The bottom line is that while we have amazing technology and a lot of knowledge about human anatomy and physiology, there are limits to what we can detect and what we can conclude. While it is sometimes very obvious that someone is dead, there are other times when even the experts can be fooled. That’s something all of us need to keep in mind when we deal with life and death issues.

11 Comments

  1. John D says:

    Sadly, this is why I have yet to become an organ donor. I have definitely experienced doctors / medical establishments who are a little too desensitized and overeager to declare no hope.

    On a side note, I once heard Tom Waits tell a story on late night TV where he explains the origin of the term “dead ringer”. Apparently, he says, when exhuming corpses they found a coffin which exhibited scratch marks on the inside. This prompted them to invent the “safety coffin” – a system of tying strings to people’s hands and then burying them with the other end of the string attached to a bell on top of their grave. If the undertaker heard bells ringing in the cemetery they would quickly pump air into the casket and begin exhuming.

    In researching it I found that the attachment of this idea to the terms “dead ringer, saved by the bell, and graveyard shift” are inventions… But the safety coffin did in fact exist!

    Here’s a fascinating list of earlier death tests

    https://historycollection.co/buried-alive-common-victorian-era-doctors-used-10-methods-prevent/

    1. Jay Wile says:

      Interesting. I had heard that before and heard it really didn’t apply to those phrases, but still, it’s fascinating.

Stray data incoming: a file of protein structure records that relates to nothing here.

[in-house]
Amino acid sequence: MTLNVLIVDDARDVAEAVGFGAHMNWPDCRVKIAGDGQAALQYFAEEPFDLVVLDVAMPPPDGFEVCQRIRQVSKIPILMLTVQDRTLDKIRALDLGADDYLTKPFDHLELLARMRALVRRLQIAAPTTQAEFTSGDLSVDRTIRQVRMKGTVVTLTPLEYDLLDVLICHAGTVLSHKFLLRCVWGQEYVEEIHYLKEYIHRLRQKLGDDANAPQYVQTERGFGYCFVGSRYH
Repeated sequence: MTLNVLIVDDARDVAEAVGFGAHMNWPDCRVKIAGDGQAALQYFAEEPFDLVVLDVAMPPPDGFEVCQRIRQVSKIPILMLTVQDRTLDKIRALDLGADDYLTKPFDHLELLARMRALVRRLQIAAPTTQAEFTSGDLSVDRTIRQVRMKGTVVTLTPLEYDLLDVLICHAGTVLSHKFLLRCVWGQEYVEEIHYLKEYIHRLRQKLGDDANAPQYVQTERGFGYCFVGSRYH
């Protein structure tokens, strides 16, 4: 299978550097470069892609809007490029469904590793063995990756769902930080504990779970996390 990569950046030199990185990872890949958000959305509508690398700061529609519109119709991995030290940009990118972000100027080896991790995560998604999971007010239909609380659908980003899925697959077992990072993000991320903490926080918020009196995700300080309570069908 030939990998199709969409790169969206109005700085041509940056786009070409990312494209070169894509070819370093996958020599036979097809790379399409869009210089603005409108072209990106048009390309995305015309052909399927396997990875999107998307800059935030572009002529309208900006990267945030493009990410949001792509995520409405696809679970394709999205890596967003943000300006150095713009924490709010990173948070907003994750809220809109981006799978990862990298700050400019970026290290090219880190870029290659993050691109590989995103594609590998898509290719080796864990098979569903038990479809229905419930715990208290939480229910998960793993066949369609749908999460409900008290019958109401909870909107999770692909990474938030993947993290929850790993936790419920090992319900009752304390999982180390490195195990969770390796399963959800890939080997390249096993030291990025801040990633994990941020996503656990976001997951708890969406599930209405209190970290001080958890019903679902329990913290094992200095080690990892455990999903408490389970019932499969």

2. Joy says:

    I’ve wondered about our definition of ‘death’ in a medical setting. Breathing, heart beat, brain waves, if these stop a person is considered dead, but with the abilities to ‘start up’ someone again with drugs or procedures, it can be confusing whether a person is dead or not. It is interesting to think on what a death actually is.

    https://www.livescience.com/46418-clinical-death-definitions.html

    https://www.sciencealert.com/brain-activity-recorded-as-much-as-10-minutes-after-death-human-science

    I read a really good article sometime back, but can’t find it. These talk about some of what it covered.

    Do you have any thoughts on that?

    1. Jay Wile says:

      I think that materialism has blinded medical science to the fact that human life is more than just physical. There is a spiritual dimension to human life, and the spiritual dimension interacts with the physical dimension. As a result, the lack of physical signs of life does not mean there is no life. To me, the end of life is properly defined as when the soul leaves the body. However, there is no way to objectively measure that, so we tend to rely on physical signs of life, since they can be measured objectively. However, if we want to fully respect life, we have to recognize that our definition of death is not always correct. As a result, we should be cautious when it comes to pronouncing that someone is dead.